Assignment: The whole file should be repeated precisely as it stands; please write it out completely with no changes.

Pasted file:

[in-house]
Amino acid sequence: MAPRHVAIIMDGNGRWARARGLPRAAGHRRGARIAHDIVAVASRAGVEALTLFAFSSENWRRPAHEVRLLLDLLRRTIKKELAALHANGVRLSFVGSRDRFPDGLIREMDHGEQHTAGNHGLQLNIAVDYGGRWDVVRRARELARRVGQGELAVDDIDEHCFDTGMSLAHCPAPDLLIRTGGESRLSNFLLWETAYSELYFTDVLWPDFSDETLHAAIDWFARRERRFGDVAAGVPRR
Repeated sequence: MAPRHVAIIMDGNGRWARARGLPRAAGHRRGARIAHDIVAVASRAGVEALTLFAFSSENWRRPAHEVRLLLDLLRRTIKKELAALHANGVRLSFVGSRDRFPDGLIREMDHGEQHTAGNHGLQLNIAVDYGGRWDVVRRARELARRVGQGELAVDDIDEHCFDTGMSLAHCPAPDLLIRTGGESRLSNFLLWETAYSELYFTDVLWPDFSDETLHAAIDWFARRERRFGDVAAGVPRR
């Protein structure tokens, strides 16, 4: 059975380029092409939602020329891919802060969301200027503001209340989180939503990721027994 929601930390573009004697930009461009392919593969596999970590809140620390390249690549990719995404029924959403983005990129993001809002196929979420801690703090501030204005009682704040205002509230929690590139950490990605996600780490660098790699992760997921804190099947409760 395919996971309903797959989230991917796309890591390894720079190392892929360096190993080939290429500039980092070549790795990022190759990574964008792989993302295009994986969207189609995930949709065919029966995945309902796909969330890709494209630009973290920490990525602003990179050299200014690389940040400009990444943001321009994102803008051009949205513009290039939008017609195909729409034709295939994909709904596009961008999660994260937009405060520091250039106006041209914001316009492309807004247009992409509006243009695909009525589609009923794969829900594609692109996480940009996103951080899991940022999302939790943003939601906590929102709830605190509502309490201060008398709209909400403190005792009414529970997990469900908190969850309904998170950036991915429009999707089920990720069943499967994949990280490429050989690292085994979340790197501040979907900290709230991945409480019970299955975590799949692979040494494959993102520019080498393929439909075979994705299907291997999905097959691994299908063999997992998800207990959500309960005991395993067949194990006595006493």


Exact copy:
[in-house]
Amino acid sequence: MAPRHVAIIMDGNGRWARARGLPRAAGHRRGARIAHDIVAVASRAGVEALTLFAFSSENWRRPAHEVRLLLDLLRRTIKKELAALHANGVRLSFVGSRDRFPDGLIREMDHGEQHTAGNHGLQLNIAVDYGGRWDVVRRARELARRVGQGELAVDDIDEHCFDTGMSLAHCPAPDLLIRTGGESRLSNFLLWETAYSELYFTDVLWPDFSDETLHAAIDWFARRERRFGDVAAGVPRR
Repeated sequence: MAPRHVAIIMDGNGRWARARGLPRAAGHRRGARIAHDIVAVASRAGVEALTLFAFSSENWRRPAHEVRLLLDLLRRTIKKELAALHANGVRLSFVGSRDRFPDGLIREMDHGEQHTAGNHGLQLNIAVDYGGRWDVVRRARELARRVGQGELAVDDIDEHCFDTGMSLAHCPAPDLLIRTGGESRLSNFLLWETAYSELYFTDVLWPDFSDETLHAAIDWFARRERRFGDVAAGVPRR
């Protein structure tokens, strides 16, 4: 059975380029092409939602020329891919802060969301200027503001209340989180939503990721027994 929601930390573009004697930009461009392919593969596999970590809140620390390249690549990719995404029924959403983005990129993001809002196929979420801690703090501030204005009682704040205002509230929690590139950490990605996600780490660098790699992760997921804190099947409760 395919996971309903797959989230991917796309890591390894720079190392892929360096190993080939290429500039980092070549790795990022190759990574964008792989993302295009994986969207189609995930949709065919029966995945309902796909969330890709494209630009973290920490990525602003990179050299200014690389940040400009990444943001321009994102803008051009949205513009290039939008017609195909729409034709295939994909709904596009961008999660994260937009405060520091250039106006041209914001316009492309807004247009992409509006243009695909009525589609009923794969829900594609692109996480940009996103951080899991940022999302939790943003939601906590929102709830605190509502309490201060008398709209909400403190005792009414529970997990469900908190969850309904998170950036991915429009999707089920990720069943499967994949990280490429050989690292085994979340790197501040979907900290709230991945409480019970299955975590799949692979040494494959993102520019080498393929439909075979994705299907291997999905097959691994299908063999997992998800207990959500309960005991395993067949194990006595006493």